What do the State Department and Katie Couric have in common? They both just admitted to intentionally doctoring video footage to hide something damning, subsequently resulting in the further loss of trust and credibility.
In a truly stunning admission on Wednesday, the State Department admitted that an official intentionally deleted several minutes of video footage from a controversial 2013 press briefing, where then-spokeswoman Jen Psaki appeared to admit to misleading the press over the Iran nuclear deal.
Psaki, who has run up a long list of misleading statements to the press, is now outrageously the White House Communications Director.
“There was a deliberate request [to delete the footage]–this wasn’t a technical glitch,” Admiral John Kirby, the currently State Department spokesman said Wednesday. Mr. Kirby said that a video editor did “excise” the segment.
When the the State Department originally came under fire earlier this year over the missing tape from a December 2013 briefing, they suggested it was a “glitch” and not an intentional edit. At the particular briefing, Psaki was asked by Fox News’ James Rosen about an earlier claim that no direct, secret talks were underway between the U.S. and Iran–when, in fact, they were.
“There are times where diplomacy needs privacy in order to progress. This is a good example of that,” Psaki said at the time.
However, Fox News later discovered the 8-minute exchange between Rosen and Psaki was missing from the department’s official website and its YouTube channel. It was edited out, as in deleted, and replaced with a white-flash effect.
“I had no knowledge of nor would I have approved of any form of editing or cutting my briefing transcript on any subject while at the State Department,” Psaki said in a statement.
Why would they want to delete the footage?
In February 2013, then-State Department spokeswoman Victoria Nuland claimed during a briefing there were no secret, direct talks with Tehran taking place at that time. That’s significant considering the recent New York Times Magazine profile of Deputy National Security Adviser Ben Rhodes, who flat-out bragged about creating an “echo chamber” to sell the Iran deal.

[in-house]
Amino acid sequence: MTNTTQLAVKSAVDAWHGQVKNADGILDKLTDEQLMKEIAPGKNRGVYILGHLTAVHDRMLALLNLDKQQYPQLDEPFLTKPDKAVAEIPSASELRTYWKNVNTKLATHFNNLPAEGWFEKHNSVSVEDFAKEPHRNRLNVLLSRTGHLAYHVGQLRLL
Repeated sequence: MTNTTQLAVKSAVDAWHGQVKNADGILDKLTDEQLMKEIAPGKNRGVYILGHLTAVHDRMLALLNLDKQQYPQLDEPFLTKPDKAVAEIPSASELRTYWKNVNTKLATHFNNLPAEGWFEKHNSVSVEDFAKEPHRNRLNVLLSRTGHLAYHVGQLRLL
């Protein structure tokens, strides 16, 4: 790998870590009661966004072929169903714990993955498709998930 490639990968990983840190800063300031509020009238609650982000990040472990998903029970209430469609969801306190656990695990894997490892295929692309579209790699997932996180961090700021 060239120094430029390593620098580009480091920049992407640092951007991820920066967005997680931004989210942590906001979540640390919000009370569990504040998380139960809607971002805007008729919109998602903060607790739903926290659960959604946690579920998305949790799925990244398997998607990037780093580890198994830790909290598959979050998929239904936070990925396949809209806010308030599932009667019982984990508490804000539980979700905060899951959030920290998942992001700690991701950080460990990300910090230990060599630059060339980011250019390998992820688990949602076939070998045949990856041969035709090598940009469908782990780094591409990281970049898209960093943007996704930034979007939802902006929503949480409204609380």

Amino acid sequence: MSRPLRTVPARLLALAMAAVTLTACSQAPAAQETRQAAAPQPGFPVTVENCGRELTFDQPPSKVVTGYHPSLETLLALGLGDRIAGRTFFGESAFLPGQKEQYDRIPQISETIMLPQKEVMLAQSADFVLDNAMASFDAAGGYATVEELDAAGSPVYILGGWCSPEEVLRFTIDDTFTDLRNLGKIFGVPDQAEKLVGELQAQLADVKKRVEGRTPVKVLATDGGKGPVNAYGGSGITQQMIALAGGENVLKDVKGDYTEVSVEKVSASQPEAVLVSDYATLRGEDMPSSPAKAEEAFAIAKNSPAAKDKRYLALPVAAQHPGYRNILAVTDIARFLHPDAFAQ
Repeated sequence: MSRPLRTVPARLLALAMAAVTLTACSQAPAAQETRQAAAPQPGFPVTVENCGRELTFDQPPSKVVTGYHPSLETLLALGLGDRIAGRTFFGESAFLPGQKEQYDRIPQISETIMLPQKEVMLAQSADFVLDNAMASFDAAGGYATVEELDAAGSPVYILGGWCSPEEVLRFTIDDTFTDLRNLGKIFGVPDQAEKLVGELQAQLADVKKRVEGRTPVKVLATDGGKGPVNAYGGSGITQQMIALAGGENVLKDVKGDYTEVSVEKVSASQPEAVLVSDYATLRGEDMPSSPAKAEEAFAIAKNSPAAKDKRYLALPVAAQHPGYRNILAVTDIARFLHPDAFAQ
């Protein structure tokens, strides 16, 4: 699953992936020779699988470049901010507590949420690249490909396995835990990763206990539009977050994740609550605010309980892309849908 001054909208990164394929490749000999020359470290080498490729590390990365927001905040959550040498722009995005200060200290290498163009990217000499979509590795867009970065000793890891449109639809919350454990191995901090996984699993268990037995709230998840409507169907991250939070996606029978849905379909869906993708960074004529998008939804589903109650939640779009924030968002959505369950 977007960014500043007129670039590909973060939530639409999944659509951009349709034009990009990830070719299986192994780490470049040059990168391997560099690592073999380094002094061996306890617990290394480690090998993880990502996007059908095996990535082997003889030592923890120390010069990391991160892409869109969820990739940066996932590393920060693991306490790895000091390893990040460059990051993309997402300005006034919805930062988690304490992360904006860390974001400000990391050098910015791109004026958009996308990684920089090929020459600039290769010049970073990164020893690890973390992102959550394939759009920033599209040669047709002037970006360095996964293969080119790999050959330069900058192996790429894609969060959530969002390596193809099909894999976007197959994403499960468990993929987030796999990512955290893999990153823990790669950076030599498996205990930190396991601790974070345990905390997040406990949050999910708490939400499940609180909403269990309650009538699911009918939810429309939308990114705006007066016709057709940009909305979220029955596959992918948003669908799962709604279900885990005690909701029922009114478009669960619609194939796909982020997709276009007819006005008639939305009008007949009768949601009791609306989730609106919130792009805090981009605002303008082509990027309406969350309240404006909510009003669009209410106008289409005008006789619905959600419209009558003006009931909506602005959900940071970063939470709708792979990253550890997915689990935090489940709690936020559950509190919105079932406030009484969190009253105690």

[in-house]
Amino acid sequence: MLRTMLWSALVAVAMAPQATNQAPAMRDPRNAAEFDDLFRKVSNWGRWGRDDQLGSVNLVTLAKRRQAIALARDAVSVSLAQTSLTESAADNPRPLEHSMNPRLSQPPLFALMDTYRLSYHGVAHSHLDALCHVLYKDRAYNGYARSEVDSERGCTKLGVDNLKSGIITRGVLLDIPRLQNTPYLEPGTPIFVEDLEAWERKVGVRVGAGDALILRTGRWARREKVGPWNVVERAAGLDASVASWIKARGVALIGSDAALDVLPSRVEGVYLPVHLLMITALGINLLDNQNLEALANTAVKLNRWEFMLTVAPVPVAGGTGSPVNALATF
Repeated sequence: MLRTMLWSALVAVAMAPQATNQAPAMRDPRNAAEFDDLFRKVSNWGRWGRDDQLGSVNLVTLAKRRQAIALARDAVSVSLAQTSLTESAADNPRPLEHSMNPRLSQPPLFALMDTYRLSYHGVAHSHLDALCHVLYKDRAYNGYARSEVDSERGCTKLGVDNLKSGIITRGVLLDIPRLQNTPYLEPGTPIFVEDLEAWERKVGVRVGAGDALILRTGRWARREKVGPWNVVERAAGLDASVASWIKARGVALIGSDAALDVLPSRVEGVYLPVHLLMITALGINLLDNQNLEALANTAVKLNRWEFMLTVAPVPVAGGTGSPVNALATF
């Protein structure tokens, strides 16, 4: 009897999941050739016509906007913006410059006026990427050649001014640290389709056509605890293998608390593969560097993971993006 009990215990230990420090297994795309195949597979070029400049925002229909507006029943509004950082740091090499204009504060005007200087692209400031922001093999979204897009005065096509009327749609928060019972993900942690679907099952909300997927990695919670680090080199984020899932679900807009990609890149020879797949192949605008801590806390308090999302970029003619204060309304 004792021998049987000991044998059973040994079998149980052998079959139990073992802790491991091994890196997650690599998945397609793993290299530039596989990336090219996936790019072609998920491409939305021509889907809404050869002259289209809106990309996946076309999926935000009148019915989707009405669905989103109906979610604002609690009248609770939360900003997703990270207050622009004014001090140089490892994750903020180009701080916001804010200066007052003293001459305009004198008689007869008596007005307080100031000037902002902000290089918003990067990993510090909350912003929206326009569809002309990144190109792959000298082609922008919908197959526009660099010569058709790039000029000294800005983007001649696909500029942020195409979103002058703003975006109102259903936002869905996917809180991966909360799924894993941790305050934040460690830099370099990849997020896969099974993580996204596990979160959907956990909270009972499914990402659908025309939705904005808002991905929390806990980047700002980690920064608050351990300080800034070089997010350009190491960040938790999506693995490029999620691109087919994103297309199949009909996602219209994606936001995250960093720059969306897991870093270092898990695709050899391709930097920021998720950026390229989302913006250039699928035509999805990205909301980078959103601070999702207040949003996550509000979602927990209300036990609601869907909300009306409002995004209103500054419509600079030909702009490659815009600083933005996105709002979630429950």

— Glenn Kessler (@GlennKesslerWP) June 1, 2016
Meanwhile, in unrelated yet related news, EPIX has pulled an anti-Second Amendment documentary “Under the Gun” after director Stephanie Soechtig and executive producer/narrator Katie Couric were caught replacing the gun rights activists’ answers to a question with footage shot at a different time. Instead of showing a lucid answer by a member of the Virginia Citizens Defense League, they replaced it with 8 seconds of silence in an attempt to portray them as ignorant.
“As of today, the doc moves out of the premium window — off of EPIX — and into a transactional VOD and EST window,” Epix said in a statement. “This is part of the original agreement struck when we acquired the doc coming out of Sundance.”
Whether that is true or not, Ms. Couric also tried to defend the blatantly dishonest move and deny the intention behind doctoring the footage. Now, she joins the State Department in making a stunning admission.
On the film’s website, she wrote that she regrets the edit and claims to have questioned the “beat” when she screened an early version of the film with Soechtig and the documentary’s editor.
“I regret that those eight seconds were misleading and that I did not raise my initial concerns more vigorously,” Couric wrote. “I hope we can continue to have an important conversation about reducing gun deaths in America, a goal I believe we can all agree on.”
Couric’s views on gun rights, that is to say she doesn’t believe Americans should have any, are well known.